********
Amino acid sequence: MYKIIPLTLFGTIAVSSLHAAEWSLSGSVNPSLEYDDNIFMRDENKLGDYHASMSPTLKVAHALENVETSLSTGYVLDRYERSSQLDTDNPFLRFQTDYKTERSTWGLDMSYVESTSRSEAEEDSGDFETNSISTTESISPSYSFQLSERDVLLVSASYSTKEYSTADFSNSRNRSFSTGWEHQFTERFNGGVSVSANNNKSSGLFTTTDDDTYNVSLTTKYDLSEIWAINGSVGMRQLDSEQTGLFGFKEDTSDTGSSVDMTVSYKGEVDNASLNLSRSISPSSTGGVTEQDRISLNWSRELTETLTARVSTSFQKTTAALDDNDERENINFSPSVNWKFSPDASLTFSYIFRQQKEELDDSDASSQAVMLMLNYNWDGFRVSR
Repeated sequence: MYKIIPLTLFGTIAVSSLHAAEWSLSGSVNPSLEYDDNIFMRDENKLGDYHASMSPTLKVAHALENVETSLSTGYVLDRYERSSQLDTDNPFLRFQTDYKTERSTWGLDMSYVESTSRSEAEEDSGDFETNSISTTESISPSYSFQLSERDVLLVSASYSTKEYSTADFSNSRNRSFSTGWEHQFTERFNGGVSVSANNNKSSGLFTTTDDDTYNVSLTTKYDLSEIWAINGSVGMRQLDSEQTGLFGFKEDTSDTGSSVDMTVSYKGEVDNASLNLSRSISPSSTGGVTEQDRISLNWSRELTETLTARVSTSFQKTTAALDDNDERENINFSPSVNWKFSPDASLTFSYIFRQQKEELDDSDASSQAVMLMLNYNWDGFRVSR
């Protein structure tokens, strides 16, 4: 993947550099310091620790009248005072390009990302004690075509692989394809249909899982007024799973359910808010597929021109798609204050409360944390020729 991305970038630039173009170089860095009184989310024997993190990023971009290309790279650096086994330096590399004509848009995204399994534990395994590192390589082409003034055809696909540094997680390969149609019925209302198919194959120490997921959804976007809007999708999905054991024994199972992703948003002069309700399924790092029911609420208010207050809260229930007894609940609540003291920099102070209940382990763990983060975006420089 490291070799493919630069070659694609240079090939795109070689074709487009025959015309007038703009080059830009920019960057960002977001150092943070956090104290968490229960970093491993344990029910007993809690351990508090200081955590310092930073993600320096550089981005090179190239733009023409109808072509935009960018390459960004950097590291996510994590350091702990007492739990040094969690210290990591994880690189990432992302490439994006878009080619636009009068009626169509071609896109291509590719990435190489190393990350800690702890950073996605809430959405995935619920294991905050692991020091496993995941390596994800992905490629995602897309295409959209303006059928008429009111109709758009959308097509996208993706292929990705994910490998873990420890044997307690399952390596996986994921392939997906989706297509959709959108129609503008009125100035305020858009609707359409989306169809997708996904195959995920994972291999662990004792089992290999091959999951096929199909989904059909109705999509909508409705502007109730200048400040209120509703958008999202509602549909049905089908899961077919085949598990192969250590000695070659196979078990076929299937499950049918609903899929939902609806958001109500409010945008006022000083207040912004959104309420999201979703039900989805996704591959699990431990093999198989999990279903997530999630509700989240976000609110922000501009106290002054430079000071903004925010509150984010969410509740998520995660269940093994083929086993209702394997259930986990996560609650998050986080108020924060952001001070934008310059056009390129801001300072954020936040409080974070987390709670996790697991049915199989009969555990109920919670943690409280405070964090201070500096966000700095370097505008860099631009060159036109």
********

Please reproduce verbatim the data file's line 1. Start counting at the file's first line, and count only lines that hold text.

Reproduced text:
Amino acid sequence: MYKIIPLTLFGTIAVSSLHAAEWSLSGSVNPSLEYDDNIFMRDENKLGDYHASMSPTLKVAHALENVETSLSTGYVLDRYERSSQLDTDNPFLRFQTDYKTERSTWGLDMSYVESTSRSEAEEDSGDFETNSISTTESISPSYSFQLSERDVLLVSASYSTKEYSTADFSNSRNRSFSTGWEHQFTERFNGGVSVSANNNKSSGLFTTTDDDTYNVSLTTKYDLSEIWAINGSVGMRQLDSEQTGLFGFKEDTSDTGSSVDMTVSYKGEVDNASLNLSRSISPSSTGGVTEQDRISLNWSRELTETLTARVSTSFQKTTAALDDNDERENINFSPSVNWKFSPDASLTFSYIFRQQKEELDDSDASSQAVMLMLNYNWDGFRVSR